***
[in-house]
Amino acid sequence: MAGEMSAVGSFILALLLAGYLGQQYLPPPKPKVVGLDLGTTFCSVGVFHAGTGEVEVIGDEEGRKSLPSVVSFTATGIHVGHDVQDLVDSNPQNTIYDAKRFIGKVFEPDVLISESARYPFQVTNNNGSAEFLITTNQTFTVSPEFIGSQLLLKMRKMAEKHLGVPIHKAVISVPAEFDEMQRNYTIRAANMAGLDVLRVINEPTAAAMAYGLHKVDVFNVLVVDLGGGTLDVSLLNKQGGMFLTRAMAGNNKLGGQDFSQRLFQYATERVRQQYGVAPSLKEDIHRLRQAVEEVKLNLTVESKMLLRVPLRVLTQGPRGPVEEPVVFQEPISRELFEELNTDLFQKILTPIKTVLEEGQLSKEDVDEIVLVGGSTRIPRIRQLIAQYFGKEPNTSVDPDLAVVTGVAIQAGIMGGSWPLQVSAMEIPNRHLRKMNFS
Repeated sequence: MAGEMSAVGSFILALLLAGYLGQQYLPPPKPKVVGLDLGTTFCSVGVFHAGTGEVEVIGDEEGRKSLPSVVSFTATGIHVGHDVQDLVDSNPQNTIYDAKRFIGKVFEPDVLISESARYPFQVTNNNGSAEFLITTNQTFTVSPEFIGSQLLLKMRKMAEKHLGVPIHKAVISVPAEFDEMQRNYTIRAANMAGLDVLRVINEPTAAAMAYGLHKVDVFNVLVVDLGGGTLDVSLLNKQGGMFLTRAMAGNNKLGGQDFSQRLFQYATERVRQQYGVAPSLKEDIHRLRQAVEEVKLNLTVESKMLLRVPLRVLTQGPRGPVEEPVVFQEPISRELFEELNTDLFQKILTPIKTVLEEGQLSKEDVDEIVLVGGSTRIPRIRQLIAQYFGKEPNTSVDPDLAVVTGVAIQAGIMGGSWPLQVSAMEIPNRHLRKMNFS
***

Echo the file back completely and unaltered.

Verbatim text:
[in-house]
Amino acid sequence: MAGEMSAVGSFILALLLAGYLGQQYLPPPKPKVVGLDLGTTFCSVGVFHAGTGEVEVIGDEEGRKSLPSVVSFTATGIHVGHDVQDLVDSNPQNTIYDAKRFIGKVFEPDVLISESARYPFQVTNNNGSAEFLITTNQTFTVSPEFIGSQLLLKMRKMAEKHLGVPIHKAVISVPAEFDEMQRNYTIRAANMAGLDVLRVINEPTAAAMAYGLHKVDVFNVLVVDLGGGTLDVSLLNKQGGMFLTRAMAGNNKLGGQDFSQRLFQYATERVRQQYGVAPSLKEDIHRLRQAVEEVKLNLTVESKMLLRVPLRVLTQGPRGPVEEPVVFQEPISRELFEELNTDLFQKILTPIKTVLEEGQLSKEDVDEIVLVGGSTRIPRIRQLIAQYFGKEPNTSVDPDLAVVTGVAIQAGIMGGSWPLQVSAMEIPNRHLRKMNFS
Repeated sequence: MAGEMSAVGSFILALLLAGYLGQQYLPPPKPKVVGLDLGTTFCSVGVFHAGTGEVEVIGDEEGRKSLPSVVSFTATGIHVGHDVQDLVDSNPQNTIYDAKRFIGKVFEPDVLISESARYPFQVTNNNGSAEFLITTNQTFTVSPEFIGSQLLLKMRKMAEKHLGVPIHKAVISVPAEFDEMQRNYTIRAANMAGLDVLRVINEPTAAAMAYGLHKVDVFNVLVVDLGGGTLDVSLLNKQGGMFLTRAMAGNNKLGGQDFSQRLFQYATERVRQQYGVAPSLKEDIHRLRQAVEEVKLNLTVESKMLLRVPLRVLTQGPRGPVEEPVVFQEPISRELFEELNTDLFQKILTPIKTVLEEGQLSKEDVDEIVLVGGSTRIPRIRQLIAQYFGKEPNTSVDPDLAVVTGVAIQAGIMGGSWPLQVSAMEIPNRHLRKMNFS